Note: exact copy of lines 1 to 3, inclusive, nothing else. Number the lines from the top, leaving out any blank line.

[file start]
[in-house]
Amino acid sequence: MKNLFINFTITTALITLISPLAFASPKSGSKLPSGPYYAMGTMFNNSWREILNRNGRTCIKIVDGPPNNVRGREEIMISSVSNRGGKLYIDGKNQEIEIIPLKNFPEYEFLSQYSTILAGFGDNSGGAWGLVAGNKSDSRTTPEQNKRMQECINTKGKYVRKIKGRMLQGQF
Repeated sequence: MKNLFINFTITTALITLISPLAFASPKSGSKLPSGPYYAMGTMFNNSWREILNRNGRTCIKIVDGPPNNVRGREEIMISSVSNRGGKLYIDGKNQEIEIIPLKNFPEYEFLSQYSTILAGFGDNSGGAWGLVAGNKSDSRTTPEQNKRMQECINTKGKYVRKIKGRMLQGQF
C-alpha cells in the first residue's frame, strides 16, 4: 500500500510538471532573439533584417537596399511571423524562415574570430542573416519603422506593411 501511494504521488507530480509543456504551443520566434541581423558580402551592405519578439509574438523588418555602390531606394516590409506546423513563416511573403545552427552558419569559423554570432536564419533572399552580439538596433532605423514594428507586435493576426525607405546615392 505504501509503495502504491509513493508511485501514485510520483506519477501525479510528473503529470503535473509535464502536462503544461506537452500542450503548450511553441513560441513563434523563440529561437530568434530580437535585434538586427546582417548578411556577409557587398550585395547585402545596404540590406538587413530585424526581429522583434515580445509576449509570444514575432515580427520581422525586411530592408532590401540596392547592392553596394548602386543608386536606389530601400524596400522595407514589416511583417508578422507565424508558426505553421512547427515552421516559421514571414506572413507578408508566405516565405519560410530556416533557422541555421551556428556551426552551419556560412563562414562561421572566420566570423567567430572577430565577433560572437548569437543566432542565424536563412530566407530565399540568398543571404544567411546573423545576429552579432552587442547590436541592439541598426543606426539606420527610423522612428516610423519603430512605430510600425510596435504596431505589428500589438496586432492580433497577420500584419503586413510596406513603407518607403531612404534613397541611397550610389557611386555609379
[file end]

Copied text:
[in-house]
Amino acid sequence: MKNLFINFTITTALITLISPLAFASPKSGSKLPSGPYYAMGTMFNNSWREILNRNGRTCIKIVDGPPNNVRGREEIMISSVSNRGGKLYIDGKNQEIEIIPLKNFPEYEFLSQYSTILAGFGDNSGGAWGLVAGNKSDSRTTPEQNKRMQECINTKGKYVRKIKGRMLQGQF
Repeated sequence: MKNLFINFTITTALITLISPLAFASPKSGSKLPSGPYYAMGTMFNNSWREILNRNGRTCIKIVDGPPNNVRGREEIMISSVSNRGGKLYIDGKNQEIEIIPLKNFPEYEFLSQYSTILAGFGDNSGGAWGLVAGNKSDSRTTPEQNKRMQECINTKGKYVRKIKGRMLQGQF